Page last updated at 10:51 GMT, Wednesday, 12 November 2008

Baby born after ovary transplant

Dr Sherman Silber
Dr Sherman Silber carried out the transplant

A healthy baby girl has been born in London following the world's first transplant of an entire ovary, it has been reported.

The 39-year-old mother conceived naturally after receiving the ovary from her twin sister.

Others have given birth after receiving smaller pieces of ovarian tissue.

A UK specialist said the procedure should be used to preserve fertility before cancer treatment, rather than to try to extend it.

As a fellow surgeon, I'm awestruck by the way they have transplanted a very vulnerable organ and got it to function like that
Mr Laurence Shaw
London Bridge Fertility Centre

The baby, weighing 7lbs 15 oz (3.6kg), was born to a German-born woman married to a Briton, who became infertile at 15 when her own ovaries failed.

It was reported that she did not actually intend to become pregnant, instead hoping that the transplanted ovary from her identical twin could relieve the symptoms of her early menopause and restore her periods.

The ovary was implanted with a minimal risk of rejection by her body, using delicate microsurgical techniques to reattach it to its blood supply and hold it in place alongside the fallopian tube, so that eggs could be expelled and travel down the tube towards the womb in the normal way.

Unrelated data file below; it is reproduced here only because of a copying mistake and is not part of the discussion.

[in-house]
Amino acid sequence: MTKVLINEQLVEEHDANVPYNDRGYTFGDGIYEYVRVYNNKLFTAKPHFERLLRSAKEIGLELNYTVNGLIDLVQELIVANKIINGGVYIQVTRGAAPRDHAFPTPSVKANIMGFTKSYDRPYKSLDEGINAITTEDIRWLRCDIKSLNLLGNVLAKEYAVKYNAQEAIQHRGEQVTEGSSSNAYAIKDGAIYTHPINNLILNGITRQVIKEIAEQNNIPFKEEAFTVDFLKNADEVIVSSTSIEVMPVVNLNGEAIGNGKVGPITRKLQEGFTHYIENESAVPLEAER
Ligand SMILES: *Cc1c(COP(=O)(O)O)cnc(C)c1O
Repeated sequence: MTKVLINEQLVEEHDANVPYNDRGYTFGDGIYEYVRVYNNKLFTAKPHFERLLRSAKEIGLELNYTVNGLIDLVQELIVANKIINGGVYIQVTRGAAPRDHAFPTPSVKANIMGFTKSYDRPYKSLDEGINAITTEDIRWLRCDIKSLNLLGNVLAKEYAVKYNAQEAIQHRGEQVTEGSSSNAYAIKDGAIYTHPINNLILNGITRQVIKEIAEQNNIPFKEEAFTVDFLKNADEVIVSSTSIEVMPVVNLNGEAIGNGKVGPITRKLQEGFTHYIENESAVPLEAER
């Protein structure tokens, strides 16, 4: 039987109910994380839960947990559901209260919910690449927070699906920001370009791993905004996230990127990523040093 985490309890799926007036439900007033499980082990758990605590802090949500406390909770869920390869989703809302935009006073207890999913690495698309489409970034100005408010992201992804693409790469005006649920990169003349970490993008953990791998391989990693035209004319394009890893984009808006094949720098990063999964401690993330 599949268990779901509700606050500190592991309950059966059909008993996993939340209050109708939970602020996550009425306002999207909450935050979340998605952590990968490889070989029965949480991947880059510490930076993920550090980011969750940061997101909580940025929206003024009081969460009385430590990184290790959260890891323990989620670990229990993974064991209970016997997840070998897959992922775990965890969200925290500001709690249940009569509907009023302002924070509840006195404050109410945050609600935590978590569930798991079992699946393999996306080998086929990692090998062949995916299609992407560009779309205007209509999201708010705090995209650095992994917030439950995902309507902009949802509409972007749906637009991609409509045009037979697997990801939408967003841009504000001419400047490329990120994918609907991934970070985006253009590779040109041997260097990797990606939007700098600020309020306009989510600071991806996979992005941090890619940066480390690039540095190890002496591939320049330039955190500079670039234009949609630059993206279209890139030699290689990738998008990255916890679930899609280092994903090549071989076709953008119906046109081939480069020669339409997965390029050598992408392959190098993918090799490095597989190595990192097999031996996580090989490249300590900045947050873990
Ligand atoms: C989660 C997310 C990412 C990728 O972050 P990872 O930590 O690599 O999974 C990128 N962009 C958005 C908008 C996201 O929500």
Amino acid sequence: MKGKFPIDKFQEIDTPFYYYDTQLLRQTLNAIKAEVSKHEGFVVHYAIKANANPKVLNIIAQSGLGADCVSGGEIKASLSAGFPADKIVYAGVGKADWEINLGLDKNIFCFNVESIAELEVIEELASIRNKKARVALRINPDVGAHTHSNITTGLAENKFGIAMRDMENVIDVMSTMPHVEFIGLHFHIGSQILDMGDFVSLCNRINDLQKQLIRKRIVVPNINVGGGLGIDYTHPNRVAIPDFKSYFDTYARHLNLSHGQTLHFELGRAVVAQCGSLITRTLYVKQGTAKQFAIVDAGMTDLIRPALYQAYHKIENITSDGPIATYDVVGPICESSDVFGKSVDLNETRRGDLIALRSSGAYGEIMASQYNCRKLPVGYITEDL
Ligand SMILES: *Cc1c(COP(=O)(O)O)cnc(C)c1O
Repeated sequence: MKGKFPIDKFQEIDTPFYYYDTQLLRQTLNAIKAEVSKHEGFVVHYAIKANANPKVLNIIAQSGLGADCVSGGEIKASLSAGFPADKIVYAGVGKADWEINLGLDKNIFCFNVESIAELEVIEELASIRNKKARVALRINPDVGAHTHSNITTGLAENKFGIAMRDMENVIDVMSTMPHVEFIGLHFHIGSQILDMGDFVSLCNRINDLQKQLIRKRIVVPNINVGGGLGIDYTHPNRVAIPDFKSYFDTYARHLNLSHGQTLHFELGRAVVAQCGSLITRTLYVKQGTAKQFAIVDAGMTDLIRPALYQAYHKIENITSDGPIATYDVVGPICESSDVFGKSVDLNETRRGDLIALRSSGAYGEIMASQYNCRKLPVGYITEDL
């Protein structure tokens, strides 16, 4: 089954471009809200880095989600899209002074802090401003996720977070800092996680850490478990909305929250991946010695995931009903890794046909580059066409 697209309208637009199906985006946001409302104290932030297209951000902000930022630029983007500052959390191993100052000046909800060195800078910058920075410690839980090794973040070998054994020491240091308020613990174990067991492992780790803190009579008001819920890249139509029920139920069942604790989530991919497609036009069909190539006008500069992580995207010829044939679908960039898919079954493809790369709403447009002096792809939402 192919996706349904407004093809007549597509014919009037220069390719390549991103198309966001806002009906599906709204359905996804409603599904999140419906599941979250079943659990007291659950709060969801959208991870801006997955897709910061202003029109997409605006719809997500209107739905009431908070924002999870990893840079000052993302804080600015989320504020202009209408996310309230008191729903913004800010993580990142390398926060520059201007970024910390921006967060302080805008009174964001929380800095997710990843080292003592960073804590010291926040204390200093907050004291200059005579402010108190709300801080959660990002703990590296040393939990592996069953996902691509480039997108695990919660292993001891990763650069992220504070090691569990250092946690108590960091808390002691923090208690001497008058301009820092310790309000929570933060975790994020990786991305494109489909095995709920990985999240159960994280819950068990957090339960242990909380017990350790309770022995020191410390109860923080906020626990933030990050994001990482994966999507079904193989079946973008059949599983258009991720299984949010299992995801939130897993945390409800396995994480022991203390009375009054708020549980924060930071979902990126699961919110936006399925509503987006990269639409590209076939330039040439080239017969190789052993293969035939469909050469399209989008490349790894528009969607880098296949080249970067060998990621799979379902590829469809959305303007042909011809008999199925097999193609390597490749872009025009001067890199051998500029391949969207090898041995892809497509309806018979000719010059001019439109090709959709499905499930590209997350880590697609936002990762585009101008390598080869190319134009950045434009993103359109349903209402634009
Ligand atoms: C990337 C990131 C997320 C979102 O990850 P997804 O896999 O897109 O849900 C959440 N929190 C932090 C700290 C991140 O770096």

Dr Sherman Silber, who carried out the transplant operation at the Infertility Centre of St Louis, Missouri, announced it to the American Society of Reproductive Medicine Conference in San Francisco.

He told the conference that the full ovary transplant was likely to last longer than strips of ovarian tissue, and might allow a woman's ovary to be removed and put back after extended storage.

This, he said, could allow women who are delaying motherhood for career or other reasons to improve their chances of having a baby later in life.

Cancer delay

The British Fertility Society supports the use of ovary transplantation, but only in cases in which fertility is threatened by impending radiotherapy or chemotherapy treatment.

Spokesman Mr Laurence Shaw, a consultant in reproductive medicine at the London Bridge Fertility Centre, in London, said that while the removal of eggs for storage in these circumstances could delay treatment, as hormone treatment was needed to mature egg follicles for harvesting, ovary removal could be carried out immediately.

However, most younger women whose ovaries fail would have little or no warning of this in time to store their own ovary, and no identical twin to supply a replacement, he said.

He said: "As a fellow surgeon, I'm awestruck by the way they have transplanted a very vulnerable organ and got it to function like that.

"But in terms of delaying motherhood, there are other techniques, such as egg freezing, which are likely to be more appropriate.

"I would have thought that the long-term freeze-storing of an ovary would cause as much harm as the deterioration due to age itself."

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